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Rhetoretician -- Fiction etc.

Ten Ways

Ten Ways

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Mother Ginevra
A meme I got (I believe that the technical LJ term is "gacked") from minisinoo.

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Ten Ways to Tell You're Reading a Story by Rhetoretician:

  1. It's probably short, less than 12,000 words altogether.
  2. Despite being short, there's a fair chance it's divided into three parts.
  3. There are lots of concrete descriptions of sights, sounds, smells, textures.
  4. If it's an HP story, Hermione is probably in it somewhere.
  5. Even if it's an HP story, it's devoid of teenage stupidity.
  6. One part of the story takes place decades, if not centuries, if not millenia, after another part of the story.
  7. Somebody dies.
  8. Somebody else is heartbroken.
  9. You're reaching for a tissue by the last page.
  10. You feel really good about the fact that you're crying.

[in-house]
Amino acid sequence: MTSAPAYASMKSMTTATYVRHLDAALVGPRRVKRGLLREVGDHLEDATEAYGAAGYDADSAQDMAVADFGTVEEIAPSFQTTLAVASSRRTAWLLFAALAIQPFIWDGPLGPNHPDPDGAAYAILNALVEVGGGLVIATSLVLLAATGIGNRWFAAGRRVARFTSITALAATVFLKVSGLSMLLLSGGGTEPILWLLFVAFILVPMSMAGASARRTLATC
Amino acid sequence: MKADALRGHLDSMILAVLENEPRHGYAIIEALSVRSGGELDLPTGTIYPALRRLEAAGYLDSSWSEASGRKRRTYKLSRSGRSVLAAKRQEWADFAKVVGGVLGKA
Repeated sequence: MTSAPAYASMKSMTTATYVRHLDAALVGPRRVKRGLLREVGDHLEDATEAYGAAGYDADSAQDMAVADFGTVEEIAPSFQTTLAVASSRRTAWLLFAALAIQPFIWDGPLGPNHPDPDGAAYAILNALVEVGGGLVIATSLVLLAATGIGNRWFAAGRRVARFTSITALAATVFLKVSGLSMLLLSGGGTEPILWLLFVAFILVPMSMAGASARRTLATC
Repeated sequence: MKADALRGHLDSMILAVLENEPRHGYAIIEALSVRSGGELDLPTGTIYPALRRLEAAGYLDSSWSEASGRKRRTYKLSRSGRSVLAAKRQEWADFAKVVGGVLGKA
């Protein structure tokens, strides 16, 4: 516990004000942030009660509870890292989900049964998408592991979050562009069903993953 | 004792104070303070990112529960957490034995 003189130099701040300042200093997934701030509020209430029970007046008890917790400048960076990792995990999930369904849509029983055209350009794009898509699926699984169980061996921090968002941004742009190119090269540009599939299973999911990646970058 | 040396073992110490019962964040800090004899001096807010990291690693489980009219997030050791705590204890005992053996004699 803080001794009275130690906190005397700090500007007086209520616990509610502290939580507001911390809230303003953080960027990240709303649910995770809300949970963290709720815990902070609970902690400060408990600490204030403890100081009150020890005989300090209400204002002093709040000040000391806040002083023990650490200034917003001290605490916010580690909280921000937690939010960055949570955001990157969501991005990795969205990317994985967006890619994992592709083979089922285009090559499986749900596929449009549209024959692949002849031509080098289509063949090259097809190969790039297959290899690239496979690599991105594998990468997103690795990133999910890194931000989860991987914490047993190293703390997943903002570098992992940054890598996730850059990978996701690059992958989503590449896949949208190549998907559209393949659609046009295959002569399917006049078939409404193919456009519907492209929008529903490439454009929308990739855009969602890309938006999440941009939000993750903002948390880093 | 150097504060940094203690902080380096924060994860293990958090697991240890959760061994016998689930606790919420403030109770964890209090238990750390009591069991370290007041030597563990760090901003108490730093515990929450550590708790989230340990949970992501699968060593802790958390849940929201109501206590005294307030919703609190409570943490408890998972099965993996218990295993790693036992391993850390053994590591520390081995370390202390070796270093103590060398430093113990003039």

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  • All very true. Especially that last one. ;-)

    And I think that the first few times I tried to use the word gack, I used cack instead. Fortunately, my flist at the time were very forgiving, and I don't think that there were any Yiddish speakers among them.
  • *snort* Know no Yiddish, but found a dictionary. *grins* Ignorance is bliss... ;)
  • But 'cack' is a good Northern word we learned from our Viking forebears... ;)
    • I thought it was of Greek origin - kakos meaning bad.
      • I don't doubt it. :) It also occurs in areas of th old Danelaw, (Lancashire, Yorkshire), and is derived from cac; shit. The privy being known as the cac-hus. The term was still in use when my father was a child, hence hearing someone's mother call, "Get down the yard and don't come back 'til you've cacka-ed!"

        It also exists in Scottish Gaelic as 'cac', same meaning, and there's also the Latin 'caco'. I'm led to believe it's also an Indian word which gave rise to 'khaki', the colour of the army uniform. The derivation of language is a fascinating thing to me. :)
  • Thanks, David. *snort* about the linguistic faux pas.
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